The melting snow and ice that's covered our state for months has been causing some railroad crossings to malfunction, throwing down those arms unnecessarily.
"If there's a crack or a break or a way for water to get into those wires then there is a potential when it freezes up to shorten those circuits. That can cause the gates and lights to come down even though there isn't a train coming," said Lincoln City Engineer Roger Figard.
It's a problem engineers see occasionally this time of year and they encourage people sitting at these crossings to contact the railroads emergency number listed on the crossing and not take any chances crossing over the tracks.
"We're all impatient, if you don't see a train coming their could be the temptation to drive around those gates and lights, we don't want anyone getting hurt," said Figard.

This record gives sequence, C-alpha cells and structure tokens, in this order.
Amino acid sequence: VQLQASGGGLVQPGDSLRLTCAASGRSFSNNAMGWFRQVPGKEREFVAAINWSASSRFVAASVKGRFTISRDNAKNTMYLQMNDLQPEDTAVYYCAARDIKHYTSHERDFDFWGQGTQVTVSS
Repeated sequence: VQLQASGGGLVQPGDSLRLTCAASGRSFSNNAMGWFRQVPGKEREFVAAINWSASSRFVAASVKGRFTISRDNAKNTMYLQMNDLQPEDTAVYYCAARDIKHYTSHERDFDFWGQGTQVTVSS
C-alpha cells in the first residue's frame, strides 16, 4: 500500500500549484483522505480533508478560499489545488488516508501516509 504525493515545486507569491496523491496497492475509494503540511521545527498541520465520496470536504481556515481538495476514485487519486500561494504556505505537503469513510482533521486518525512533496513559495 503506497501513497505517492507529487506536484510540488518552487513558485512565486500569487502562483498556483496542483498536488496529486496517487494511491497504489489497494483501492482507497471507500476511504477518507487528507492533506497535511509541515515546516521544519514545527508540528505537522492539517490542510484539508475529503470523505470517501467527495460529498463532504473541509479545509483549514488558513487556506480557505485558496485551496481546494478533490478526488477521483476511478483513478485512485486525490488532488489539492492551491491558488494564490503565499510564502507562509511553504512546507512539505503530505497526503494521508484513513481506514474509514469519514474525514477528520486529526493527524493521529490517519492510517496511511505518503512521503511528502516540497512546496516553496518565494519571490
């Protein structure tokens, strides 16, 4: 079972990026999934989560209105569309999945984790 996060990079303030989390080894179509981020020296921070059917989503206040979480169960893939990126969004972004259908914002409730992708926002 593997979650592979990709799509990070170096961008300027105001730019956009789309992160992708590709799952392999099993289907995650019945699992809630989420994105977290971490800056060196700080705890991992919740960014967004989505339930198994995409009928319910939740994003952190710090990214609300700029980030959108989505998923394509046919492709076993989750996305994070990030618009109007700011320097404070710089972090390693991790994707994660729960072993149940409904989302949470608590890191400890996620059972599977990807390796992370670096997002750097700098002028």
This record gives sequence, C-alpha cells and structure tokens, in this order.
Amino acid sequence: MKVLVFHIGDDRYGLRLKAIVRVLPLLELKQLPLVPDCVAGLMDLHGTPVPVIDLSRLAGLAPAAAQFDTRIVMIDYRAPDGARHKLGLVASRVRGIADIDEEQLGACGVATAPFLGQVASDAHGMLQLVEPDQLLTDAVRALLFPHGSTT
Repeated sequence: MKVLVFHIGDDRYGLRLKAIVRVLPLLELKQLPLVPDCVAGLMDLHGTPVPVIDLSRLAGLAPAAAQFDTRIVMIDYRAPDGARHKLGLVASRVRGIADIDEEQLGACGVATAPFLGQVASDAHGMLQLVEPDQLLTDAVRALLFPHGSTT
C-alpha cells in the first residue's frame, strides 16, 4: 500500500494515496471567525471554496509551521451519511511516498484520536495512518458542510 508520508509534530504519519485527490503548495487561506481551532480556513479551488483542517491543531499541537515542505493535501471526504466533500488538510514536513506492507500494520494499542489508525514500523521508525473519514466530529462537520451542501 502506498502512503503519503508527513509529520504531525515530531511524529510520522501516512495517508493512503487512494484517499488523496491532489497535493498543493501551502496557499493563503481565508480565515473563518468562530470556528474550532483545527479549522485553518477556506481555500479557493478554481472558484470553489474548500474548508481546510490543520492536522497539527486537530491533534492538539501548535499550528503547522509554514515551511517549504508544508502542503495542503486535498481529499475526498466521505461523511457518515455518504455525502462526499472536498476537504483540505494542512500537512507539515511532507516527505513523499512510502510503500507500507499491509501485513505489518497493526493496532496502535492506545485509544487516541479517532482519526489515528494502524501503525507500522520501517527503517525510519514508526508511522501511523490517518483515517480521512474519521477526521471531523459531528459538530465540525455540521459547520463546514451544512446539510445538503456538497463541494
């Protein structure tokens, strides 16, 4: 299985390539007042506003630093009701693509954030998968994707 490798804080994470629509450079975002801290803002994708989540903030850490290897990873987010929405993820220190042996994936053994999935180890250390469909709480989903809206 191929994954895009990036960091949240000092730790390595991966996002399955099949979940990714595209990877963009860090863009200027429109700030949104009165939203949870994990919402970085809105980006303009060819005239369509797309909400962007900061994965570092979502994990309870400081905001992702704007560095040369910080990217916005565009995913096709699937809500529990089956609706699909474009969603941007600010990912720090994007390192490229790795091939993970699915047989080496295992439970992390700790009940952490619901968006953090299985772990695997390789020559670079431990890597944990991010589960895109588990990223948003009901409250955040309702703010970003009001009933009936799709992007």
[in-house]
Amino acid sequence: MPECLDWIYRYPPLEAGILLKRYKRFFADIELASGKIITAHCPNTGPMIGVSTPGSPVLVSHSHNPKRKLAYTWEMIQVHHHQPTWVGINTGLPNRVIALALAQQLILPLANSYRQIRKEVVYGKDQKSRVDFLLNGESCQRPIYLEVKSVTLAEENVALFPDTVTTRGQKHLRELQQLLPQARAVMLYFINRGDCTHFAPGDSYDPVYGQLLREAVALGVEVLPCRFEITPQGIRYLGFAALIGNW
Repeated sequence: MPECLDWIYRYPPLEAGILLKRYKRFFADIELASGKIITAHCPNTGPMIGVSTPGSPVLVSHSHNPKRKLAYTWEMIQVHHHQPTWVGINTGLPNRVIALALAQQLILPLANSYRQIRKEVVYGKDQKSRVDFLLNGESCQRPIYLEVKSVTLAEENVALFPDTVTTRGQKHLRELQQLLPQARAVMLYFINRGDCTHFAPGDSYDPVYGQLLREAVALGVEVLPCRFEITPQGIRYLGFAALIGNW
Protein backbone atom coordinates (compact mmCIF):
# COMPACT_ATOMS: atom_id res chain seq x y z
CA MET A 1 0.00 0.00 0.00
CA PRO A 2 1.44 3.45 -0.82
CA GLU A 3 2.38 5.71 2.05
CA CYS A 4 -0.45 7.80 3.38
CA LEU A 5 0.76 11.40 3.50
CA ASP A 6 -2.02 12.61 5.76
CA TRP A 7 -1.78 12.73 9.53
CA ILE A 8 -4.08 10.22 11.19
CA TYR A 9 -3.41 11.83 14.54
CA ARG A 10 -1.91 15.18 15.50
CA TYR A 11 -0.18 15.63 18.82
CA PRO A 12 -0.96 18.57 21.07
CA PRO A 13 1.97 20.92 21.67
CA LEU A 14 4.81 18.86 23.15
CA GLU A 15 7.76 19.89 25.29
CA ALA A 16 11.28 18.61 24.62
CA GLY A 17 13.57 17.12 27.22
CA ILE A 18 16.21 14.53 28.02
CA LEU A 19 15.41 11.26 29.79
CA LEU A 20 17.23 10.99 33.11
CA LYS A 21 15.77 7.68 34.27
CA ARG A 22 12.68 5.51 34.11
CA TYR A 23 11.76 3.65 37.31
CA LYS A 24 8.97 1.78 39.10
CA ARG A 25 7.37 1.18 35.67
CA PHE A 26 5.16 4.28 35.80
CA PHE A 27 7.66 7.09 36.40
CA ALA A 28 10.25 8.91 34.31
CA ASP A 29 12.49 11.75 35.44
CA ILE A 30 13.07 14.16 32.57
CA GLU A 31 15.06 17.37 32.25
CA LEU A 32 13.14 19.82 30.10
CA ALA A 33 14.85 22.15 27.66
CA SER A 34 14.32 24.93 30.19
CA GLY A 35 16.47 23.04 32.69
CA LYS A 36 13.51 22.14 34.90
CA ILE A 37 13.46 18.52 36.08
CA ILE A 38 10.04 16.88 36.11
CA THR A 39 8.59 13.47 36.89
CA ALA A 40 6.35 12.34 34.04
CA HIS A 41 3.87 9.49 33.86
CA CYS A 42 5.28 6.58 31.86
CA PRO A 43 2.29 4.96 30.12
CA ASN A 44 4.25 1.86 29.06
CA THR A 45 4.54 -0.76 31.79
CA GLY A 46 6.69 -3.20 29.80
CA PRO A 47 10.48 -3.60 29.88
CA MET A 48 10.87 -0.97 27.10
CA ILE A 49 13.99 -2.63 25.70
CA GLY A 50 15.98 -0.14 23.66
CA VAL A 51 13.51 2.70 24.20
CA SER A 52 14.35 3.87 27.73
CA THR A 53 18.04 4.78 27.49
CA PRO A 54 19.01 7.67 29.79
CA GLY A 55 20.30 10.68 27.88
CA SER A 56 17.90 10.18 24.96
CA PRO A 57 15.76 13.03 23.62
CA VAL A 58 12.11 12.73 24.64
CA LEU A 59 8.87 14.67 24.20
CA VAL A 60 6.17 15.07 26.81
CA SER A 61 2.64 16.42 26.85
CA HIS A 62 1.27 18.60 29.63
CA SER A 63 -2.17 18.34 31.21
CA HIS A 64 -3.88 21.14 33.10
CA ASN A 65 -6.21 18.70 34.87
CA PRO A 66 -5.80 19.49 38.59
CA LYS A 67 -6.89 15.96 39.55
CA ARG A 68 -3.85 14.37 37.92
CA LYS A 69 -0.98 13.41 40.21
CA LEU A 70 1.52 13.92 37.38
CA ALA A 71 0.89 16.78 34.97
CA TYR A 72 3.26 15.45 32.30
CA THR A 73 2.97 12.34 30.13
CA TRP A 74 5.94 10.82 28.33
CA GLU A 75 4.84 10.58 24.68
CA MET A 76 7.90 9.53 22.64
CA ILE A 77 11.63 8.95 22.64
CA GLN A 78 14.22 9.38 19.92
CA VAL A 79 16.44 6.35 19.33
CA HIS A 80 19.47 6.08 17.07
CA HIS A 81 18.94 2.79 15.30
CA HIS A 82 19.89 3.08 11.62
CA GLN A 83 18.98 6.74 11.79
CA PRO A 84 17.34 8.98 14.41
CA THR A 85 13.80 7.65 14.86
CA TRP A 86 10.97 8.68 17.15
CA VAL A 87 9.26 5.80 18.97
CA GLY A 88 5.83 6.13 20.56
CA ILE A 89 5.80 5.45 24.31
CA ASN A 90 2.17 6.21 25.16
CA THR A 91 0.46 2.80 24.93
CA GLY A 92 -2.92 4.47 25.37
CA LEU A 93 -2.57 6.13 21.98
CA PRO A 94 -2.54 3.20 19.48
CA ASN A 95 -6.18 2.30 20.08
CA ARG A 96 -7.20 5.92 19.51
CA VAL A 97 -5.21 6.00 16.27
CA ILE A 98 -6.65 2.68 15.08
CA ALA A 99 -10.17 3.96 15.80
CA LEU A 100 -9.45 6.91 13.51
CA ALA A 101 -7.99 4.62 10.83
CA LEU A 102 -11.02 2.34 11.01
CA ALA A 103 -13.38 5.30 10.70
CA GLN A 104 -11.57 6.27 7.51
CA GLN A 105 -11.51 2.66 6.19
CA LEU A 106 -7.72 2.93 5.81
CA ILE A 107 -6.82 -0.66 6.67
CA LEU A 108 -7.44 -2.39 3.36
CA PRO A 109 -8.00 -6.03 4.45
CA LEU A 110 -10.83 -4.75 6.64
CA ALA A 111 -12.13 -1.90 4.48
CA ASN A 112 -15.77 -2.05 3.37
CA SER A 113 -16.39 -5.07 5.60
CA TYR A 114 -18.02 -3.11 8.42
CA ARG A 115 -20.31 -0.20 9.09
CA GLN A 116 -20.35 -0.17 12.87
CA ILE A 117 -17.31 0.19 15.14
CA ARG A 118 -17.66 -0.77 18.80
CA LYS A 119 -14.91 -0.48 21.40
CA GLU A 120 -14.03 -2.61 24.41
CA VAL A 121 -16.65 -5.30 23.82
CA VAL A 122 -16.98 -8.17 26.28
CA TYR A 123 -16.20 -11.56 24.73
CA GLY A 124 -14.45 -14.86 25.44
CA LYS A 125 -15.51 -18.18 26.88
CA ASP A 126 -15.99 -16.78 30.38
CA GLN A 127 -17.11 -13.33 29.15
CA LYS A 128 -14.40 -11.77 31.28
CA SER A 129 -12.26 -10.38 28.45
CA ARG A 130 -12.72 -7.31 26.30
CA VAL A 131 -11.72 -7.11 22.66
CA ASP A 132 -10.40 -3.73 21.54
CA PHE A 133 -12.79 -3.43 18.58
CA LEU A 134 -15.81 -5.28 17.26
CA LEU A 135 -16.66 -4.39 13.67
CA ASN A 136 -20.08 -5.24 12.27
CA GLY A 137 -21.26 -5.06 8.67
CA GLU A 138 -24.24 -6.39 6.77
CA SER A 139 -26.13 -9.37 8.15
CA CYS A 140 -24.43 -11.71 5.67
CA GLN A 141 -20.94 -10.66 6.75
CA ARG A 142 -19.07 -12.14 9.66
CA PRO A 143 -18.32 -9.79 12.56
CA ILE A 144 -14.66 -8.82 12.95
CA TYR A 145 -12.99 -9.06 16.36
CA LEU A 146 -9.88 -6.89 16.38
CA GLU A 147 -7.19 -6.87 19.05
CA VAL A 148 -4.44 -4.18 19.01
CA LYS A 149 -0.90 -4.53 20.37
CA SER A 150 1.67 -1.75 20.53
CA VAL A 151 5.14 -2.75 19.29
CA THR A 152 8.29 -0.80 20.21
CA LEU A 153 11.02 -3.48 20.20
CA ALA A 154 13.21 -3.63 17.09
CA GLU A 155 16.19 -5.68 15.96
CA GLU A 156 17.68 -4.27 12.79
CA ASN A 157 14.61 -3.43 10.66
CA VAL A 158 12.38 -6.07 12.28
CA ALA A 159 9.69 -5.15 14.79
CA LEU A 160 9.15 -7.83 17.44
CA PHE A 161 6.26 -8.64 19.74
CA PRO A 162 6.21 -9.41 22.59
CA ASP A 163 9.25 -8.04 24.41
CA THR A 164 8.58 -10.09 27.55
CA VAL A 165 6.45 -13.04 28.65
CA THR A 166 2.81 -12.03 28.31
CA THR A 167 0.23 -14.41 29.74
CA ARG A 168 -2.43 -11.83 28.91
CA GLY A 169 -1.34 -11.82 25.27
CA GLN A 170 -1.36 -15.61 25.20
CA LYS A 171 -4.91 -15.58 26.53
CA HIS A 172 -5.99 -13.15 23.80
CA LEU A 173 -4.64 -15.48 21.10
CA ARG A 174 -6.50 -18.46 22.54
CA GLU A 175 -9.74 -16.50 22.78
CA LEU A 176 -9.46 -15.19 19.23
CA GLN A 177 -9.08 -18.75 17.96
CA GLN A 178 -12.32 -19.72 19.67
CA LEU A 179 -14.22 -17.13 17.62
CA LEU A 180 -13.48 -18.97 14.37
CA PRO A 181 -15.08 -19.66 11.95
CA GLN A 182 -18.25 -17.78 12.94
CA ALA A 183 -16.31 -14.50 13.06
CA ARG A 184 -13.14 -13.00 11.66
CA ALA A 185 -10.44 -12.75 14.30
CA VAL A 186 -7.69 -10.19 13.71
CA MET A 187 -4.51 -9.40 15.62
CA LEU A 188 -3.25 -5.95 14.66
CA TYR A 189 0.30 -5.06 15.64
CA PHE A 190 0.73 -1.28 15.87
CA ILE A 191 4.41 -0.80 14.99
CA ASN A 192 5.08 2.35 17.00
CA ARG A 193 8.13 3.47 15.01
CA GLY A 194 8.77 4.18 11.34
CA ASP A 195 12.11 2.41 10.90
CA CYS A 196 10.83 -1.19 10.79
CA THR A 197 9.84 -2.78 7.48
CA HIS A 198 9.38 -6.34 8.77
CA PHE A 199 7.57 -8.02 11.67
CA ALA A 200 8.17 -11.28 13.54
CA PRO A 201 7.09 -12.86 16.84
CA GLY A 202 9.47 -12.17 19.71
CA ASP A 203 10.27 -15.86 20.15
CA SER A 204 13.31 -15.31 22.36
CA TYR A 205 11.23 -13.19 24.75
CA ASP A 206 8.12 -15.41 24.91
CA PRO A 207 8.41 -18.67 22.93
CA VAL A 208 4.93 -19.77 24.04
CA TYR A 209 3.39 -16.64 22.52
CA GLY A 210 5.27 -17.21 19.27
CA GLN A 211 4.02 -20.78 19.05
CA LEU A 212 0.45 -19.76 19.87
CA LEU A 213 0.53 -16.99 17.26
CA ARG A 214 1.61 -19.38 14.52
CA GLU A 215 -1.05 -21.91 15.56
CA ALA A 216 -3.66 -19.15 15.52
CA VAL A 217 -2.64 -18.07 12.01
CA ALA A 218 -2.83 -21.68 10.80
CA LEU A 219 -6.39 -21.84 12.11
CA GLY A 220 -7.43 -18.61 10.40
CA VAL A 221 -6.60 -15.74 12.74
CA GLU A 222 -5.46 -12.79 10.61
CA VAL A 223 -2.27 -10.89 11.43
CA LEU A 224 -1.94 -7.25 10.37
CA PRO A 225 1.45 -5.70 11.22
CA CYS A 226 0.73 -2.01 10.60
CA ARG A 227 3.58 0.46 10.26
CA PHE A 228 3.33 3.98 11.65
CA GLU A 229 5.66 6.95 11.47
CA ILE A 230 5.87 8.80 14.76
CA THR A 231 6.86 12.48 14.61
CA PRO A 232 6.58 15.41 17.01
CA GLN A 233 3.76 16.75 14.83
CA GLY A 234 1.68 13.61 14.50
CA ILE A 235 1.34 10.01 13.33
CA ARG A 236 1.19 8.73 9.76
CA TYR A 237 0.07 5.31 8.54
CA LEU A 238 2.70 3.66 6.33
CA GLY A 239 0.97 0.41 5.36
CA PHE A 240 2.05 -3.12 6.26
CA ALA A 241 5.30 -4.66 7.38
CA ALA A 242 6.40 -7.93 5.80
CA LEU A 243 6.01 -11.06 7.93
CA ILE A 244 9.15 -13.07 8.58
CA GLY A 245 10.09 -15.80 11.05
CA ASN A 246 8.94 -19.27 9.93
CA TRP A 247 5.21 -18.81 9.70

Officials say even though it may look clear, danger could be barreling down the tracks and the outcome of trying to save time on the road could be deadly.
"It's catastrophic, a train traveling at 50 to 60 miles per hour can take a mile or two miles to stop so they're not going to stop. Their isn't any way that a car, SUV or truck is going to win a battle with a train," said Figard.
Viewers with disabilities can get assistance accessing this station's FCC Public Inspection File by contacting the station with the information listed below. Questions or concerns relating to the accessibility of the FCC's online public file system should be directed to the FCC at 888-225-5322, 888-835-5322 (TTY), or firstname.lastname@example.org.